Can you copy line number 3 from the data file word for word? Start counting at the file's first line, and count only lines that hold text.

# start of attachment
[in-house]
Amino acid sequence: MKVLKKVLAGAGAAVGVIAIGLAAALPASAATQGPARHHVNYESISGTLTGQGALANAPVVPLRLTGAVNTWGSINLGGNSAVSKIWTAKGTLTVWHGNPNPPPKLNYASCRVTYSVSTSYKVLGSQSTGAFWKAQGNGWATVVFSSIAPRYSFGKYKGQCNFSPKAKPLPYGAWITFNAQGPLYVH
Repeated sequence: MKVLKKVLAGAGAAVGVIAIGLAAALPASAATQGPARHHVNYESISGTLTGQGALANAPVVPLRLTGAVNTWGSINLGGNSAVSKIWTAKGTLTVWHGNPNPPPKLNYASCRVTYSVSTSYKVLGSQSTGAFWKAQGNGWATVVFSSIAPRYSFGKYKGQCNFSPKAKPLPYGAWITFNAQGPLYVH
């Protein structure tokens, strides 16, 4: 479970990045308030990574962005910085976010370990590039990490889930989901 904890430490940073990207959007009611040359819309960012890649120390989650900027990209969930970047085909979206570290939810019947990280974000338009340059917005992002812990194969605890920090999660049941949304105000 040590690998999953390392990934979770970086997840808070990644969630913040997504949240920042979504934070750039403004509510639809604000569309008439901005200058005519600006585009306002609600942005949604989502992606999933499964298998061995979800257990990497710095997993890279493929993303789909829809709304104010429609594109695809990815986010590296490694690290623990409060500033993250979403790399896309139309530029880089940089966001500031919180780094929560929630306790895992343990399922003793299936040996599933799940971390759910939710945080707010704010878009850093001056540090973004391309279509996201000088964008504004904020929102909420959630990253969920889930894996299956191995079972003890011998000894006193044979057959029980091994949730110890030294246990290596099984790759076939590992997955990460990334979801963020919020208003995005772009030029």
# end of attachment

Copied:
Repeated sequence: MKVLKKVLAGAGAAVGVIAIGLAAALPASAATQGPARHHVNYESISGTLTGQGALANAPVVPLRLTGAVNTWGSINLGGNSAVSKIWTAKGTLTVWHGNPNPPPKLNYASCRVTYSVSTSYKVLGSQSTGAFWKAQGNGWATVVFSSIAPRYSFGKYKGQCNFSPKAKPLPYGAWITFNAQGPLYVH